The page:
Cornell University will require students and faculty to get vaccinated against COVID-19 if they want to be allowed onto its upstate New York campuses this fall.
The Ivy League school’s president and provost released a statement on Friday announcing the mandate, though exemptions will be granted to those who won’t get the shot for medical or religious reasons.
Last week, New Jersey-based Rutgers became the first major university to announce that it, too, would require students and staffed to get inoculated before the state of the fall semester.
‘With the recent announcements of expanded vaccine eligibility in New York and other states, and increasing vaccine production, it is likely that all members of our community will be able to obtain vaccination sometime this spring or summer,’ Cornell President Martha Pollack and Provost Michael Kotlikoff wrote in a joint statement.
‘Accordingly, Cornell intends to require vaccination for students returning to Ithaca, Geneva, and Cornell Tech campuses for the fall semester.’
Cornell’s fall semester is scheduled to begin on the week of September 2. The school is home to 23,620 students, including some 15,000 undergraduates and 6,000 grad students.
While the school is willing to grant certain exemptions, ‘the expectation will be that our campuses and classrooms will overwhelmingly consist of vaccinated individuals, greatly reducing the risk of infection for all.
‘Individuals who are not able to obtain vaccination prior to arrival for the fall semester, or whose vaccination is not recognized by New York state, will be expected to be vaccinated as soon after their arrival as possible, and Cornell is investigating ways to facilitate this process.’
The school will direct students and staff to a ‘proof of vaccination’ online portal where they will be required to enter information registering their ‘vaccination status.’
The Cornell community must register through the portal beginning on April 15 ‘once they have completed the dose schedule for their vaccination.’
‘Once we have better data about the degree of community protection that has been achieved, we will offer additional details regarding full campus reactivation in a safe and responsible manner,’ the statement read.
The school said that if the campus achieves ‘herd immunity’ whereby ‘the degree of immunity is sufficient to prevent the spread of virus within the community,’ then ‘classes normally taught in person will return to that mode of instruction, without any routinely scheduled online option.’
‘All members of our community – faculty, staff and students – should begin to plan for this return to in-person teaching and learning in the fall of 2021,’ the statement read.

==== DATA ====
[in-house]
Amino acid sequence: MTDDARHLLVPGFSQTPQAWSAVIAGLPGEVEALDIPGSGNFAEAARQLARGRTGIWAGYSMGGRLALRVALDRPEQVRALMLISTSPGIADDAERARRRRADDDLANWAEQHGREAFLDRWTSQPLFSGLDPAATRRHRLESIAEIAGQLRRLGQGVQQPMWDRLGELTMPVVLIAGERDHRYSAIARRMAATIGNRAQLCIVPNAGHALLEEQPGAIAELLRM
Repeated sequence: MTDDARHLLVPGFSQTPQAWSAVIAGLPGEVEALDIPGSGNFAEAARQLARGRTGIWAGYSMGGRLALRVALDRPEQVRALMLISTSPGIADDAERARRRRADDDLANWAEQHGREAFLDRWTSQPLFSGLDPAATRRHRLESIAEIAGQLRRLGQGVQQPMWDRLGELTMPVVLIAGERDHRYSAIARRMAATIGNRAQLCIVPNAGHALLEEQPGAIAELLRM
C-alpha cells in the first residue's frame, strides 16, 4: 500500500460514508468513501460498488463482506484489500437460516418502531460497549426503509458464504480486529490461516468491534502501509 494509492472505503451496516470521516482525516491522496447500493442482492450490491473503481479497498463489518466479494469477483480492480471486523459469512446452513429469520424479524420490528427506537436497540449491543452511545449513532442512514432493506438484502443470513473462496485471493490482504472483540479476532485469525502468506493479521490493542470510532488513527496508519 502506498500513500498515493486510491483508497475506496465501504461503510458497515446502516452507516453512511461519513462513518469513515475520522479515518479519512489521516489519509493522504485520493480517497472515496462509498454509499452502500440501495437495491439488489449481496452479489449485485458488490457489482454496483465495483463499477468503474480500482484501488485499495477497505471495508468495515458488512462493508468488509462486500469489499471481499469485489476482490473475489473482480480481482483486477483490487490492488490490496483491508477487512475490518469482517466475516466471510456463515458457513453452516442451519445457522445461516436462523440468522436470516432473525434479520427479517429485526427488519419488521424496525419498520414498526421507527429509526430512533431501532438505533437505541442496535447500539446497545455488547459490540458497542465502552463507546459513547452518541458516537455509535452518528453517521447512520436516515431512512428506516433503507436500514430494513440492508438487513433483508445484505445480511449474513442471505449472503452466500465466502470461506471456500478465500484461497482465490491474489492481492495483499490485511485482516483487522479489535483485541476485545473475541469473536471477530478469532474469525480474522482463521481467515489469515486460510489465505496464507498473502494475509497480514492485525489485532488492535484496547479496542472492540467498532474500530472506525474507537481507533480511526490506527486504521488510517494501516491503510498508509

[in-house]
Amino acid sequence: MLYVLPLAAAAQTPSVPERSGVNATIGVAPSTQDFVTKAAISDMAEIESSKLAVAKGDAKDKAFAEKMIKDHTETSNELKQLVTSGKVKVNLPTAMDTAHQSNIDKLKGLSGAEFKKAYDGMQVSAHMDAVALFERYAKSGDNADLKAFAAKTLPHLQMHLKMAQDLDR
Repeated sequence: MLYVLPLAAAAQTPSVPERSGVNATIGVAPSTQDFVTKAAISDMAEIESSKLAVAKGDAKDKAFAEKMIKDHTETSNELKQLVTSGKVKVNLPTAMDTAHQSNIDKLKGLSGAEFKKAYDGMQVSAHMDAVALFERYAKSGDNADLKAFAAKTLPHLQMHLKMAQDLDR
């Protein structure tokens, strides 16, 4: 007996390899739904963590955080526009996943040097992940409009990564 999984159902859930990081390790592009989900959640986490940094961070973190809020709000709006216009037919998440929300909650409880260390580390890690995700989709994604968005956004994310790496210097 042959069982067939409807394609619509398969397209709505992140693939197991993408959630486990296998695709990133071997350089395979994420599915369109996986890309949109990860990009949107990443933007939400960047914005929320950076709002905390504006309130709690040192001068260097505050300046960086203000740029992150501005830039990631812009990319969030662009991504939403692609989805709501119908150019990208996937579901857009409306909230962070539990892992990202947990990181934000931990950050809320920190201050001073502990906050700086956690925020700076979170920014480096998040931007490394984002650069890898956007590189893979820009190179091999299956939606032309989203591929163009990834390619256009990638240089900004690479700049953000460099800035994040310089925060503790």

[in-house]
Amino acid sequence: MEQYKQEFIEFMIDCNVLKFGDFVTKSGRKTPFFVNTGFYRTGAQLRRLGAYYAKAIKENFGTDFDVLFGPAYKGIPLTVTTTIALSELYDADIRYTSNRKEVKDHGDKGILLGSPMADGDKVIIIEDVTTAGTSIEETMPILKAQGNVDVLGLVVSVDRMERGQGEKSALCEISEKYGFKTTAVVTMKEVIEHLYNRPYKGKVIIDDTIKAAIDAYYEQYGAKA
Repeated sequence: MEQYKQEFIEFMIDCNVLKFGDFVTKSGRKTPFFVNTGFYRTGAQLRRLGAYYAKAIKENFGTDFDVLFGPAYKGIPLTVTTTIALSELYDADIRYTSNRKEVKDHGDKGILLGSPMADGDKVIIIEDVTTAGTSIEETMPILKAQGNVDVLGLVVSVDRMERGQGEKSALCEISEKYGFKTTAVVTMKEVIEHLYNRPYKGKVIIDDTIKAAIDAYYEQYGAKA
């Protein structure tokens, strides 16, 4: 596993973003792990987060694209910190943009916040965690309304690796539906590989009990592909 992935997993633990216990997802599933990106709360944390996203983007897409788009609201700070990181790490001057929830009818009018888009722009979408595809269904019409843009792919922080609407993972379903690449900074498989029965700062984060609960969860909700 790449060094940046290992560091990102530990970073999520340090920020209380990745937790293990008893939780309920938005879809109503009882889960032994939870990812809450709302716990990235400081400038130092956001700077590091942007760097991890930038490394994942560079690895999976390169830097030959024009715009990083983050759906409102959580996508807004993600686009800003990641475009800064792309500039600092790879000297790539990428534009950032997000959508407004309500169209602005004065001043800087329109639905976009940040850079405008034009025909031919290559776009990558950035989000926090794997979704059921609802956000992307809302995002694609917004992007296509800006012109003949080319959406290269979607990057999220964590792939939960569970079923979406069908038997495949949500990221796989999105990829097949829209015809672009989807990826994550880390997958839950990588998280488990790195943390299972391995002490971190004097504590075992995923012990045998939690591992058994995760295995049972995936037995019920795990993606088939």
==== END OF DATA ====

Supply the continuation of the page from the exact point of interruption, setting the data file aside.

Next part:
If fewer than half of the student population has been vaccinated by the start of the fall semester, the school will maintain its current hybrid schedule of online instruction as well as learning in ‘de-densified classrooms.’
Cornell will likely not face any legal obstacles from the government to making the vaccine mandatory, though it is conceivable that someone may challenge the edict in civil court.
Colleges and universities in the United States have routinely required students and staff to get vaccinated for other ailments including mumps, and rubella (MMR), bacterial meningitis, diphtheria, tetanus, pertussis, polio, varicella, hepatitis B, and influenza.
Other colleges and universities nationwide are expected to follow in the footsteps of Cornell and Rutgers as the calendar moves closer to the 2021 fall semester.
According to Cornell, 68 people on campus tested positive for COVID-19 during the week of March 26 until April 1.
Given that the number of tests conducted during that time exceeds 41,000, that means the positivity rate stood at just 0.16 per cent.
Ithaca is the seat of Tompkins County, where public health officials say there are currently 160 active cases of COVID-19.
On Sunday, county authorities reported 11 new cases of the disease.
According to state data, more than 44,000 residents of Tompkins County – representing 43 per cent of the population – have received at least one dose of the vaccine.
As of Sunday, more than 24,000 county residents have completed the vaccine series.
New York Governor Andrew Cuomo announced on Saturday that the state had surpassed 10 million total doses of vaccine administered to residents.
According to the governor’s office, nearly a third of New York state residents have been given at least one dose of the COVID-19 vaccine.
Some 20 per cent of Empire State residents have been fully vaccinated, according to Cuomo’s office.
Florida Governor Ron DeSantis issued an executive order on Friday banning businesses from requiring customers to show proof they have been vaccinated against COVID-19 in order to get service.
The governor’s order scrapped a plan by a private university near Fort Lauderdale that would have required students and staff to be vaccinated for COVID-19 when they returned for the fall semester.
Nova Southeastern University had announced earlier Friday that vaccinations would be mandatory by August 1.
Nova President George L. Hanbury II said in a statement hours later that the school had planned for universal vaccination ‘to protect the health and safety of our students and staff,’ but that it will comply with DeSantis’ order.
‘We will continue to follow all state and federal laws as they evolve,’ Hanbury said.
The university has 6,314 undergraduate students and 14,574 advanced degree students at its main campus in Davie, and across campuses in Fort Myers, Jacksonville, Miami, Miramar, Orlando, Palm Beach Gardens, Tampa and Puerto Rico.
Source: Thanks msn.com